Heithoff Abigail

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  • Preprint
    Phosphorus supply drives rapid turnover of membrane phospholipids in the diatom Thalassiosira pseudonana
    ( 2010-11) Martin, Patrick ; Van Mooy, Benjamin A. S. ; Heithoff, Abigail ; Dyhrman, Sonya T.
    In low phosphorus (P) marine systems phytoplankton replace membrane phospholipids with non-phosphorus lipids, but it is not known how rapidly this substitution occurs. Here, when cells of the model diatom Thalassiosira pseudonana were transferred from P-replete medium to P-free medium, the phospholipid content of the cells rapidly declined within 48 h from 45±0.9% to 21±4.5% of total membrane lipids; the difference was made up by non-phosphorus lipids. Conversely, when P-limited T. pseudonana were resupplied with P, cells reduced the percentage of their total membrane lipid contributed by a non-phosphorus lipid from 43±1.5% to 7.3±0.9% within 24 h, while the contribution by phospholipids rose from 2.2±0.1% to 44±3%. This dynamic phospholipid reservoir contained sufficient P to synthesize multiple haploid genomes, suggesting that phospholipid turnover could be an important P source for cells. Field observations of phytoplankton lipid content may thus reflect short-term changes in P supply and cellular physiology, rather than simply long-term adjustment to the environment.
  • Article
    The transcriptome and proteome of the diatom Thalassiosira pseudonana reveal a diverse phosphorus stress response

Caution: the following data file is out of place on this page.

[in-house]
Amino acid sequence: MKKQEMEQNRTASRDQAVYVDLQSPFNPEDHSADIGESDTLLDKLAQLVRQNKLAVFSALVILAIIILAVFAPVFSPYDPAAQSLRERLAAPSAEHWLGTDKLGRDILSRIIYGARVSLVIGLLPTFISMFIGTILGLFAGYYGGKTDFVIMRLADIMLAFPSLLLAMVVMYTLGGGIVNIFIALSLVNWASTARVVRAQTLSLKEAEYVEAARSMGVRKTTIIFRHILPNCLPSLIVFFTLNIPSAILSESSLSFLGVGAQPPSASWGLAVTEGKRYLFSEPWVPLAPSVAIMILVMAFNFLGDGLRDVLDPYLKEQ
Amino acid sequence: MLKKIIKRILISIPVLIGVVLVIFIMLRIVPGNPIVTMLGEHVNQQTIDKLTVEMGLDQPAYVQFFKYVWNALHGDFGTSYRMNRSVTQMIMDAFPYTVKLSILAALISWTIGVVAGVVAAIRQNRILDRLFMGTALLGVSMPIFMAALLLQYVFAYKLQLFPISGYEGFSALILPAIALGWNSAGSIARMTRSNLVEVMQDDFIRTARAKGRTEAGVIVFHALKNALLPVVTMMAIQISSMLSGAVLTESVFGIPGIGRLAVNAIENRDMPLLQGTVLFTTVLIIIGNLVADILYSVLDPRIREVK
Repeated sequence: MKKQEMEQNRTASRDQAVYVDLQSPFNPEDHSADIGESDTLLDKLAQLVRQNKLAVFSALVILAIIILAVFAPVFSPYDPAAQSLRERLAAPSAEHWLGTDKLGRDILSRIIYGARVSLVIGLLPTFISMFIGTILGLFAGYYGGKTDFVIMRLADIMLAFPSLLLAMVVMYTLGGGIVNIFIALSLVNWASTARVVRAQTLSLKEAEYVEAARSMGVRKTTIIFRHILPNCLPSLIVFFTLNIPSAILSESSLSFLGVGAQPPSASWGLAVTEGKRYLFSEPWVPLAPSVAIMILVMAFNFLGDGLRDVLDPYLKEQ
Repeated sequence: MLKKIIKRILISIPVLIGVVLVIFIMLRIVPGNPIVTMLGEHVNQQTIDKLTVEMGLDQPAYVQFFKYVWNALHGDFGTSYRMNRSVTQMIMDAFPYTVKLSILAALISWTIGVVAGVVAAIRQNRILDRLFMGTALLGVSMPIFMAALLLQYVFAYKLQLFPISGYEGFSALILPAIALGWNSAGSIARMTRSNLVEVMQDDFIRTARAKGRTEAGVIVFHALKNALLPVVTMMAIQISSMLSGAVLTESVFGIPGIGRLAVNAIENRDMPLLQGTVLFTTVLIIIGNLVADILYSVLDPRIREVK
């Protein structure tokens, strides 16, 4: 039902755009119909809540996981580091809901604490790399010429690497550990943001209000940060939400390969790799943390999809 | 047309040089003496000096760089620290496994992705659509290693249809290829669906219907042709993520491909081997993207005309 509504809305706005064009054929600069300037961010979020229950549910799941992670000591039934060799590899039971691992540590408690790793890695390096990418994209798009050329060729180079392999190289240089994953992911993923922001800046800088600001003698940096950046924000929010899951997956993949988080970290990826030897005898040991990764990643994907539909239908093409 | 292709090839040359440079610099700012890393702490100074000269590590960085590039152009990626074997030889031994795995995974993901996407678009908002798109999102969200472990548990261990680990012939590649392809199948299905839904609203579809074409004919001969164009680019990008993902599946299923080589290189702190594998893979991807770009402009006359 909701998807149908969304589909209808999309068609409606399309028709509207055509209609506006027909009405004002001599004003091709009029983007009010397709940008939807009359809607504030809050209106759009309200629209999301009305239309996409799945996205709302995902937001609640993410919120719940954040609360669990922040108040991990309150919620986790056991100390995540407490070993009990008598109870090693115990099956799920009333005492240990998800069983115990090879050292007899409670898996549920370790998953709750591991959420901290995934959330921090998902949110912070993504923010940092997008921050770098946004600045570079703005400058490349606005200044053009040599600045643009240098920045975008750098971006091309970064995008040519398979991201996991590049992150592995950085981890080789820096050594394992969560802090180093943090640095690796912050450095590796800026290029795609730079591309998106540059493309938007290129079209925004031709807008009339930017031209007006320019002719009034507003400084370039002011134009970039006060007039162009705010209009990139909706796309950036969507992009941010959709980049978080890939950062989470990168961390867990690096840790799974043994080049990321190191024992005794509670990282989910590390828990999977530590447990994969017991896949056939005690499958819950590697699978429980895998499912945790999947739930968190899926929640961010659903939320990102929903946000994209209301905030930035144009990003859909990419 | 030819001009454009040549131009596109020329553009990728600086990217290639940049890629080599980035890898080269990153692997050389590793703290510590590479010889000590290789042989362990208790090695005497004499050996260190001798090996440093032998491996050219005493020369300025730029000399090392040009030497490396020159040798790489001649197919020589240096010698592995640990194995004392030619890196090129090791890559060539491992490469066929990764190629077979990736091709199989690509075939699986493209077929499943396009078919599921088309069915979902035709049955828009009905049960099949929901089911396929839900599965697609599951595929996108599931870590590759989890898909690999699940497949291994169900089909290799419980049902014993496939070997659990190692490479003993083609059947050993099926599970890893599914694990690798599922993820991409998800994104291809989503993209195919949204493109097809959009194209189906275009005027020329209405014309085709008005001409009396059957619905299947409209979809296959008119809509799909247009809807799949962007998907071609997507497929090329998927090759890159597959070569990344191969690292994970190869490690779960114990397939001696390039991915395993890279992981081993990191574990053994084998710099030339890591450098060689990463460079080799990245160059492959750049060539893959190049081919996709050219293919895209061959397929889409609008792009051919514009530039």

(Public Library of Science, 2012-03-29) Dyhrman, Sonya T. ; Jenkins, Bethany D. ; Rynearson, Tatiana A. ; Saito, Mak A. ; Mercier, Melissa L. ; Alexander, Harriet ; Whitney, LeAnn P. ; Drzewianowski, Andrea ; Bulygin, Vladimir V. ; Bertrand, Erin M. ; Wu, Zhijin ; Benitez-Nelson, Claudia R. ; Heithoff, Abigail
    Phosphorus (P) is a critical driver of phytoplankton growth and ecosystem function in the ocean. Diatoms are an abundant class of marine phytoplankton that are responsible for significant amounts of primary production. With the control they exert on the oceanic carbon cycle, there have been a number of studies focused on how diatoms respond to limiting macro and micronutrients such as iron and nitrogen. However, diatom physiological responses to P deficiency are poorly understood. Here, we couple deep sequencing of transcript tags and quantitative proteomics to analyze the diatom Thalassiosira pseudonana grown under P-replete and P-deficient conditions. A total of 318 transcripts were differentially regulated with a false discovery rate of <0.05, and a total of 136 proteins were differentially abundant (p<0.05). Significant changes in the abundance of transcripts and proteins were observed and coordinated for multiple biochemical pathways, including glycolysis and translation. Patterns in transcript and protein abundance were also linked to physiological changes in cellular P distributions, and enzyme activities. These data demonstrate that diatom P deficiency results in changes in cellular P allocation through polyphosphate production, increased P transport, a switch to utilization of dissolved organic P through increased production of metalloenzymes, and a remodeling of the cell surface through production of sulfolipids. Together, these findings reveal that T. pseudonana has evolved a sophisticated response to P deficiency involving multiple biochemical strategies that are likely critical to its ability to respond to variations in environmental P availability.